Here’s a bold and practical suggestion for the High Level Panel (and all those involved in trying to influence the post-2015 framework): citizen participation.  Not just citizen participation as in asking people living in greatest poverty to tell people in the UN what they want, but citizen participation as in creating opportunities for people to have a real say in the decisions that affect their lives. Not just citizens as in people holding passports for a particular national government, but people everywhere with the right to have rights, irrespective of their official status, gender, sexuality, disability, age, race, or religion.  Citizen participation is a bold approach for the post-2015 framework, because it turns much of received wisdom about ‘aid’ and international frameworks on its head:  it is not just about a small global elite ‘hearing the voices of the poor,’ but about creating sustainable and long-term mechanisms for citizens to be involved in decision-making at all levels (from local to global).  What is missing from all the talk about how to make the new global framework tackle the big problems facing all of us, is a focus on who needs to lead that transformation: citizens, themselves. Early findings from the Participate initiative show that top down policies and interventions frequently fail to respond to the everyday realities of those living in poverty, and increase their sense of powerlessness.

If it is done well, citizen participation would shake the very foundations of the current global power structure, getting to the root causes of poverty rather than just the symptoms.

Citizen participation is also practical in that there is already a long-track record of a range of approaches and mechanisms to citizen participation, and a large body of research that points to some clear ‘do’s’ and ‘don’ts’ if you want meaningful citizen participation.  Consider where democracy is really flourishing at the moment:  while the US and many countries in Europe face financial crisis and political apathy, Brazil, India, South Africa, the Philippines, and others have been at the forefront of innovations in citizen participation.  There is a lot of evidence about how citizen participation can deliver better outcomes, in terms of citizens more capable of claiming their rights, states that are more accountable and responsive and societies that are more cohesive and inclusive.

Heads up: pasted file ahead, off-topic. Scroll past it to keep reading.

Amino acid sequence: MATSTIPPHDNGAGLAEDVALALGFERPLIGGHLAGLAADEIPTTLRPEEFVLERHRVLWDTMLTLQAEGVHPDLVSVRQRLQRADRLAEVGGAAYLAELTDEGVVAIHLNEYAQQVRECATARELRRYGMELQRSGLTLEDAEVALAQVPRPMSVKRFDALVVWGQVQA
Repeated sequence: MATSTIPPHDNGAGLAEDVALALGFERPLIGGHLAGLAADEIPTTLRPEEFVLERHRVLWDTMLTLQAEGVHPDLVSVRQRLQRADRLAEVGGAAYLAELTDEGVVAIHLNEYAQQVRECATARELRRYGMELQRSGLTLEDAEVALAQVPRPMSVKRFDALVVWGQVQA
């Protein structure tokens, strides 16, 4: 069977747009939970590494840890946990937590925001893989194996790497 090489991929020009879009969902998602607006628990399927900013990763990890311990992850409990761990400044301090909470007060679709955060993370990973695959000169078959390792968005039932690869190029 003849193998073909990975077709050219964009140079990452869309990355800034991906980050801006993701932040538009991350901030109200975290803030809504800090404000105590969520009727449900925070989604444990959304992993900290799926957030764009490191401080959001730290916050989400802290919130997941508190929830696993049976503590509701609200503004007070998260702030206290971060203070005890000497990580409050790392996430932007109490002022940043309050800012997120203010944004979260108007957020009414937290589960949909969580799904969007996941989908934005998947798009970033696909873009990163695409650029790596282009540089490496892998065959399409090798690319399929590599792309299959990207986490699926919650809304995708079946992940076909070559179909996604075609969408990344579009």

According to the Participate initiative, the global framework could do at least two things to encourage meaningful citizen participation: strengthen the capacities of citizens to claim their rights (and of institutions to respond); and build in citizen-led processes of regulation and monitoring to really hold governments and agencies to account for their commitments in the post-2015 framework. (See Chapter 5 of “What Matters Most” report).

This is not to suggest that citizen participation is a silver bullet.  It comes with its own potential problems and draw-backs, not least of which is the risk that it is used to keep people busy participating about relatively inconsequential questions, while the real power is exercised elsewhere.  It must be adapted to the particular circumstances and power dynamics in which it is used.  No global framework can really achieve a context-specific approach to addressing entrenched problems.  But a global framework can enable more opportunities for citizen participation that others can take up at local, national and regional levels.

The most compelling reason for taking citizen participation seriously in the post-2015 framework is not the view of a researcher at IDS (or anywhere else), but rather that it is a demand being made by people living in extreme poverty and marginalisation in over 100 countries. The Participate initiative has found that many of those living in the greatest exclusion and marginalisation believe that their meaningful participation can make development more inclusive and sustainable. People want to have a say in the actual decisions that get made about them.  If the international community were to listen, it would be truly bold.




Participate’s response to the UN High Level Panel’s Communiqué in Bali

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Danny Burns

The UN High Level Panel met for the Fourth time in Bali. Their post-meeting communiqué articulated the need for a ‘people-centred and planet-sensitive development agenda which is recognised through equal partnership of all stakeholders’. It says that this ‘partnership should be based on the principles of equity, sustainability, solidarity, respect for humanity and shared responsibilities in accordance with respective capabilities.’ Significant emphasis was put on the need to ensure sustainable production and sustainable consumption. It also seems that the panel is heading towards a universal framework in which the agreement relates to all countries. These statements of intent are encouraging, but little is yet know about the detail of what they will actually propose.